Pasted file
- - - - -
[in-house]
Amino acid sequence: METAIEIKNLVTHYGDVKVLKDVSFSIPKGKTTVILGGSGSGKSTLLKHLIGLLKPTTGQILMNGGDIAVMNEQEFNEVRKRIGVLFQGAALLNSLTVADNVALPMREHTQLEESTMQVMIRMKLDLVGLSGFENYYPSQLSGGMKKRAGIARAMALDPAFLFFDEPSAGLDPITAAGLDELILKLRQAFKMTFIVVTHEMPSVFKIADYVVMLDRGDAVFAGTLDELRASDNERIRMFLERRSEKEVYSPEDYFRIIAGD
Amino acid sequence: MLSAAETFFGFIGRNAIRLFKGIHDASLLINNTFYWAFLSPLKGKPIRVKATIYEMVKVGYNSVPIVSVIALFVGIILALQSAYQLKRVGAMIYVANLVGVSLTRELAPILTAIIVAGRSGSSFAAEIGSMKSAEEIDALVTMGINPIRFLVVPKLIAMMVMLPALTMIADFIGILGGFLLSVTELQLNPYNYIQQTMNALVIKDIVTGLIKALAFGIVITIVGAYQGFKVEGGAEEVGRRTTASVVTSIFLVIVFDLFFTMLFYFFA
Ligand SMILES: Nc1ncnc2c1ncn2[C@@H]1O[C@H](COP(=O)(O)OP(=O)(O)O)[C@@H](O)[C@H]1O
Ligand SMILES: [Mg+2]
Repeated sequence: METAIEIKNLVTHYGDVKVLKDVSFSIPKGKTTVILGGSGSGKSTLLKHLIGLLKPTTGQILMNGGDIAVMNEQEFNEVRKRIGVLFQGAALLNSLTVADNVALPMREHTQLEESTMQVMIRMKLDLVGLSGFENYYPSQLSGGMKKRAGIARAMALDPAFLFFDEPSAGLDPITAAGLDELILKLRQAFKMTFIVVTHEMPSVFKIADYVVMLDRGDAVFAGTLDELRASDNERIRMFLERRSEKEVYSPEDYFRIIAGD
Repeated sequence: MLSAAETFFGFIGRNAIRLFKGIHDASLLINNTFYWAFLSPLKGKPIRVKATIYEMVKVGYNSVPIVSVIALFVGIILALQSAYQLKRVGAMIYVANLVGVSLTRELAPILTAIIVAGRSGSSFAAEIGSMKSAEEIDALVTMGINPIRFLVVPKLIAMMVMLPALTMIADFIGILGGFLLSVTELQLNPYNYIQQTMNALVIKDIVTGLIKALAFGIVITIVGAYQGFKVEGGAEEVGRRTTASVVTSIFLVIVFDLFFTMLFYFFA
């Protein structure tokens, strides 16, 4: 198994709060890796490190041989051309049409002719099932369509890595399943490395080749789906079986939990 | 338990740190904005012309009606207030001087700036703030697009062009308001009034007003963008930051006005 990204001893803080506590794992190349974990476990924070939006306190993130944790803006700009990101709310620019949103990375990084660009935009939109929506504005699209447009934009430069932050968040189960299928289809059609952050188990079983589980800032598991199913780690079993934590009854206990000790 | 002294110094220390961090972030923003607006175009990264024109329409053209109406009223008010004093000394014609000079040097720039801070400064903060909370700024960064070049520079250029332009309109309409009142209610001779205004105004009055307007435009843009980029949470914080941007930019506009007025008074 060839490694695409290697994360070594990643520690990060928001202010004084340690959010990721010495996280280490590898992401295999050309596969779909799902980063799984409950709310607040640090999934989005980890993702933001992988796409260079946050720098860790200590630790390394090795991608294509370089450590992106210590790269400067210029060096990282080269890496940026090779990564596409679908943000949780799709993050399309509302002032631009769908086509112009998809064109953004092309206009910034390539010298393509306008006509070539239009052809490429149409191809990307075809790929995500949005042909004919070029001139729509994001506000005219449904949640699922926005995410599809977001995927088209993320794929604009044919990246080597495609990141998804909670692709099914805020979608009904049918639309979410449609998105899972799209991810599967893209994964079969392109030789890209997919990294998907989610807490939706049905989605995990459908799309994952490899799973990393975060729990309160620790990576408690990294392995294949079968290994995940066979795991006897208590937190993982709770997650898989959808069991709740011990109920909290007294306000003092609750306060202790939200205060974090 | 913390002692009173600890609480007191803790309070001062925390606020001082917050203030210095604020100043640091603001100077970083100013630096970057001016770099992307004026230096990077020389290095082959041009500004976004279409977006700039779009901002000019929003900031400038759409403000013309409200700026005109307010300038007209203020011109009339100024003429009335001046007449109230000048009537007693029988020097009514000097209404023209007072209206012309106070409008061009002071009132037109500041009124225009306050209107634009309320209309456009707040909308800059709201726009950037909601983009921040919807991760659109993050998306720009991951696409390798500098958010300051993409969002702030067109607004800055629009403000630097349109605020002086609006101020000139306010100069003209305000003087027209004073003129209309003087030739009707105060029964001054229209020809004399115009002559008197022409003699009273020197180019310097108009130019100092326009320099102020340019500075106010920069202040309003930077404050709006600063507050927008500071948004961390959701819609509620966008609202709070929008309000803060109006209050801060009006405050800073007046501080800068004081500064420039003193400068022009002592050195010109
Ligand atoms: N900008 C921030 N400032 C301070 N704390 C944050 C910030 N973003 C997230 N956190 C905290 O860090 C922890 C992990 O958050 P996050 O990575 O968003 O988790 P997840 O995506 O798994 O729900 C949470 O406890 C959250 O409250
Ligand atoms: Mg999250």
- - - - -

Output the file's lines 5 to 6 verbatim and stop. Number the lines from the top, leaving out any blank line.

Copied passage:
Ligand SMILES: [Mg+2]
Repeated sequence: METAIEIKNLVTHYGDVKVLKDVSFSIPKGKTTVILGGSGSGKSTLLKHLIGLLKPTTGQILMNGGDIAVMNEQEFNEVRKRIGVLFQGAALLNSLTVADNVALPMREHTQLEESTMQVMIRMKLDLVGLSGFENYYPSQLSGGMKKRAGIARAMALDPAFLFFDEPSAGLDPITAAGLDELILKLRQAFKMTFIVVTHEMPSVFKIADYVVMLDRGDAVFAGTLDELRASDNERIRMFLERRSEKEVYSPEDYFRIIAGD